The information stored on the micro SD cards does not require internet connection. RefuComm's Sharon Silvey argues too many tech-based responses have been designed at a distance from the people they're supposed to help.

“When I came here I didn’t know anything about the Greek asylum system,” said Hassan, who passed his asylum interview and has remained on the island, helping to distribute SD cards to more refugees.

“This is the first time things have been clearly explained.”

The micro SD cards do not need an internet connection for people to access the text, audio and visual help offered in the Arabic, Farsi and Urdu languages.

The micro SD cards being distributed on Chios island. There are now around 780 in circulation.
The micro SD cards being distributed on Chios island. There are now around 780 in circulation.

 

They are the brainchild of Sharon Silvey, founder of RefuComm, a volunteer group working with refugees.

Silvey said that many tech products are often designed with little awareness of the audience they target.

“I’ve met thousands of refugees and I’ve not met one who said that they needed an app — it’s as simple as that. I’m not sure if refugees are involved at all [in development]," she said.

Steep learning curve

That criticism is partly acknowledged by some of those who have tracked the explosion of tech-focused assistance since fall 2015.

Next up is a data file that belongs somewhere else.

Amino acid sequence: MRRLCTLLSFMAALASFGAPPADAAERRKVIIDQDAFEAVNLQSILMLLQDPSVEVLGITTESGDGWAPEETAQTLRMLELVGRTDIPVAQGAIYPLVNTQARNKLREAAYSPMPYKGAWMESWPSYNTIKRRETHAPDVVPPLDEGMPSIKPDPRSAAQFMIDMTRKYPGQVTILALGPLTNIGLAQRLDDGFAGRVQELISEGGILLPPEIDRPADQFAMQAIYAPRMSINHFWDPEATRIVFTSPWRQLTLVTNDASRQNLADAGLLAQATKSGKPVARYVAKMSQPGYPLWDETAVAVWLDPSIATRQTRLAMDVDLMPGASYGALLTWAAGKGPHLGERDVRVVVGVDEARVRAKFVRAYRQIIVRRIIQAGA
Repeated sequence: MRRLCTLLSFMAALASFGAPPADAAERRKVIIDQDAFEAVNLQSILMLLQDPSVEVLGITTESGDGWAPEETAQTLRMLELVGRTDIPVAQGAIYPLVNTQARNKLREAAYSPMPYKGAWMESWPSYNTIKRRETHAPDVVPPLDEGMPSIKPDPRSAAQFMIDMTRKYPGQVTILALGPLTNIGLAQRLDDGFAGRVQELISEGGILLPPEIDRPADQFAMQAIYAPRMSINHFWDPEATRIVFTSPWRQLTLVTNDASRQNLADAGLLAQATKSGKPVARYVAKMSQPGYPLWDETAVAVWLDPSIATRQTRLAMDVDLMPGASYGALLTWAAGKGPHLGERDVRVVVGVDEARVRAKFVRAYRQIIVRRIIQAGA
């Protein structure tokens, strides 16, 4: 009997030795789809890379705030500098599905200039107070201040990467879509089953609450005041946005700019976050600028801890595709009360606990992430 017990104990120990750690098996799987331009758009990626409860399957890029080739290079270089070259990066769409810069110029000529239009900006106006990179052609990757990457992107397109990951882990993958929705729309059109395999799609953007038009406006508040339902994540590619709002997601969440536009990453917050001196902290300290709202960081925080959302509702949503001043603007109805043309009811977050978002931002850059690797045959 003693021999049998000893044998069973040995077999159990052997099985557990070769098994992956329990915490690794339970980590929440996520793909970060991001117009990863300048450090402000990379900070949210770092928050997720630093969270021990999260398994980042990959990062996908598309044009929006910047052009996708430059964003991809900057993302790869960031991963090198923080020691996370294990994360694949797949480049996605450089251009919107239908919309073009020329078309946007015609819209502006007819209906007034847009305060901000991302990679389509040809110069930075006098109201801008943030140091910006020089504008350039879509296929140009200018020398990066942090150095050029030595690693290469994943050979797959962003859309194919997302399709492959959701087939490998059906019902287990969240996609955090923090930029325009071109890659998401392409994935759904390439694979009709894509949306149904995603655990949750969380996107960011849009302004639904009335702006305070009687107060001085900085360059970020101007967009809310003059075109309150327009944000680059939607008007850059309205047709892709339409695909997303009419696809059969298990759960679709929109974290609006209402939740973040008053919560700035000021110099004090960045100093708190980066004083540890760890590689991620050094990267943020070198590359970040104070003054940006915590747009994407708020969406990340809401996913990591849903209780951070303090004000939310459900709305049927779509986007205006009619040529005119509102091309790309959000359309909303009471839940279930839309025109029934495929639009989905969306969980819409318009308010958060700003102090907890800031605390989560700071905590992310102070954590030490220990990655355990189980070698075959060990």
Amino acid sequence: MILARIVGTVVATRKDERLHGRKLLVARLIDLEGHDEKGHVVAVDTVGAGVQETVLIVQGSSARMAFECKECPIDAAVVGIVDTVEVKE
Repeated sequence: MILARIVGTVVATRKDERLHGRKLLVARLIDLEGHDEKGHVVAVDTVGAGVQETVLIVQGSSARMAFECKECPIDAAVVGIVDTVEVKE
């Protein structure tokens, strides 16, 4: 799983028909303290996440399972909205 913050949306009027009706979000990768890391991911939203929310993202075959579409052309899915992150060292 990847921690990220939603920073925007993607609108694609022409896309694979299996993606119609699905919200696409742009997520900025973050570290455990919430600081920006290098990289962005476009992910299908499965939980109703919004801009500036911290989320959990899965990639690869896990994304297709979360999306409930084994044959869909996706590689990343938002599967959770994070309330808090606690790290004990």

Ben Mason of Betterplace Lab, a Berlin-based nonprofit organization focused on what he calls “tech for good,” told VOA that the initial surge provided an “inspiring moment with people wanting to help and some good projects.”

“But there was quite a lot of misspent energy on ‘solutionism’ -- the idea you can take a complex social problem and find a simple tech solution," Mason added.

To avoid duplication of services, Techfugees — the most prominent tech network to emerge, with more than 15,000 members — called on users to consolidate their efforts and engage more with refugees themselves, many of whom rely on their own online social networks to get advice.

Tracking the success of this wave of tech support is difficult. Many projects have genuinely helped, such as Kiron Open Higher Education, which offers refugees access to higher education.

In the "fail fast, try again" ethos of the tech industry, meanwhile, other services proved useless or quickly disappeared, and some became notorious.

iSea, a highly hyped, award-winning app, was taken offline after it emerged that rather than live satellite images, it showed a single static image of the sea, rendering it useless for its purported role of helping crowdsource rescue operations.

Stuck in silos

Mason, who recently wrote a report on Germany’s tech response to the refugees crisis, argues that while it had “yet to deliver at scale,” the scene is “maturing,” with a small but emerging number of tech solutions created by refugees themselves.

FILE - Refugees at Vial centre on the Greek island Chios. Thousands of refugees remain stuck on the Greek islands closest to Turkey, unable to make it to the Greek mainland and facing the threat of deportation.
FILE - Refugees at Vial centre on the Greek island Chios. Thousands of refugees remain stuck on the Greek islands closest to Turkey, unable to make it to the Greek mainland and facing the threat of deportation.